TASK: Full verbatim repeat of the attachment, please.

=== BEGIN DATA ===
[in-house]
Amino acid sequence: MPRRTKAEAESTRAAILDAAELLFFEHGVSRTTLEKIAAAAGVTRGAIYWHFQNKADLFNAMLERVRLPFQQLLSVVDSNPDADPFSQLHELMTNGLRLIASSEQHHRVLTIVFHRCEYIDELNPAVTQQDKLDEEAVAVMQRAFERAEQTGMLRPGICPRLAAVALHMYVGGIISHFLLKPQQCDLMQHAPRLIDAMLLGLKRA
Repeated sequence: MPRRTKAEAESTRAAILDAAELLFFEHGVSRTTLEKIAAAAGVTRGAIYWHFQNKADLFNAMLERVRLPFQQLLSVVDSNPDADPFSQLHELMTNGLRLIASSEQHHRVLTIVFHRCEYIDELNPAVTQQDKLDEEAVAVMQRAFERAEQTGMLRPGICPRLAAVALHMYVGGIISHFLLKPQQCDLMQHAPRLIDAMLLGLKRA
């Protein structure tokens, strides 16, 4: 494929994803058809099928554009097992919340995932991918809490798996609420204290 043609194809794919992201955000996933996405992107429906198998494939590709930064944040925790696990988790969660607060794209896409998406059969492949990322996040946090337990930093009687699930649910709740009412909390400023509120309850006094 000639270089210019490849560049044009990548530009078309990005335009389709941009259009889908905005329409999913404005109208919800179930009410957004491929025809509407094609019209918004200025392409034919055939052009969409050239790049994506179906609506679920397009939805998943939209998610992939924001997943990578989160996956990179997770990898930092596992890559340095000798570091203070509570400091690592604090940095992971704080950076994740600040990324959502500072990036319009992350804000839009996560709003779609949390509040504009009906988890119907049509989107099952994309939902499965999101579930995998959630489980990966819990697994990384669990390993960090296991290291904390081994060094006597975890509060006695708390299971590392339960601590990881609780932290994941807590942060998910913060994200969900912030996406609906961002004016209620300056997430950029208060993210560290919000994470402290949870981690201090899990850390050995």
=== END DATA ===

[in-house]
Amino acid sequence: MPRRTKAEAESTRAAILDAAELLFFEHGVSRTTLEKIAAAAGVTRGAIYWHFQNKADLFNAMLERVRLPFQQLLSVVDSNPDADPFSQLHELMTNGLRLIASSEQHHRVLTIVFHRCEYIDELNPAVTQQDKLDEEAVAVMQRAFERAEQTGMLRPGICPRLAAVALHMYVGGIISHFLLKPQQCDLMQHAPRLIDAMLLGLKRA
Repeated sequence: MPRRTKAEAESTRAAILDAAELLFFEHGVSRTTLEKIAAAAGVTRGAIYWHFQNKADLFNAMLERVRLPFQQLLSVVDSNPDADPFSQLHELMTNGLRLIASSEQHHRVLTIVFHRCEYIDELNPAVTQQDKLDEEAVAVMQRAFERAEQTGMLRPGICPRLAAVALHMYVGGIISHFLLKPQQCDLMQHAPRLIDAMLLGLKRA
């Protein structure tokens, strides 16, 4: 494929994803058809099928554009097992919340995932991918809490798996609420204290 043609194809794919992201955000996933996405992107429906198998494939590709930064944040925790696990988790969660607060794209896409998406059969492949990322996040946090337990930093009687699930649910709740009412909390400023509120309850006094 000639270089210019490849560049044009990548530009078309990005335009389709941009259009889908905005329409999913404005109208919800179930009410957004491929025809509407094609019209918004200025392409034919055939052009969409050239790049994506179906609506679920397009939805998943939209998610992939924001997943990578989160996956990179997770990898930092596992890559340095000798570091203070509570400091690592604090940095992971704080950076994740600040990324959502500072990036319009992350804000839009996560709003779609949390509040504009009906988890119907049509989107099952994309939902499965999101579930995998959630489980990966819990697994990384669990390993960090296991290291904390081994060094006597975890509060006695708390299971590392339960601590990881609780932290994941807590942060998910913060994200969900912030996406609906961002004016209620300056997430950029208060993210560290919000994470402290949870981690201090899990850390050995």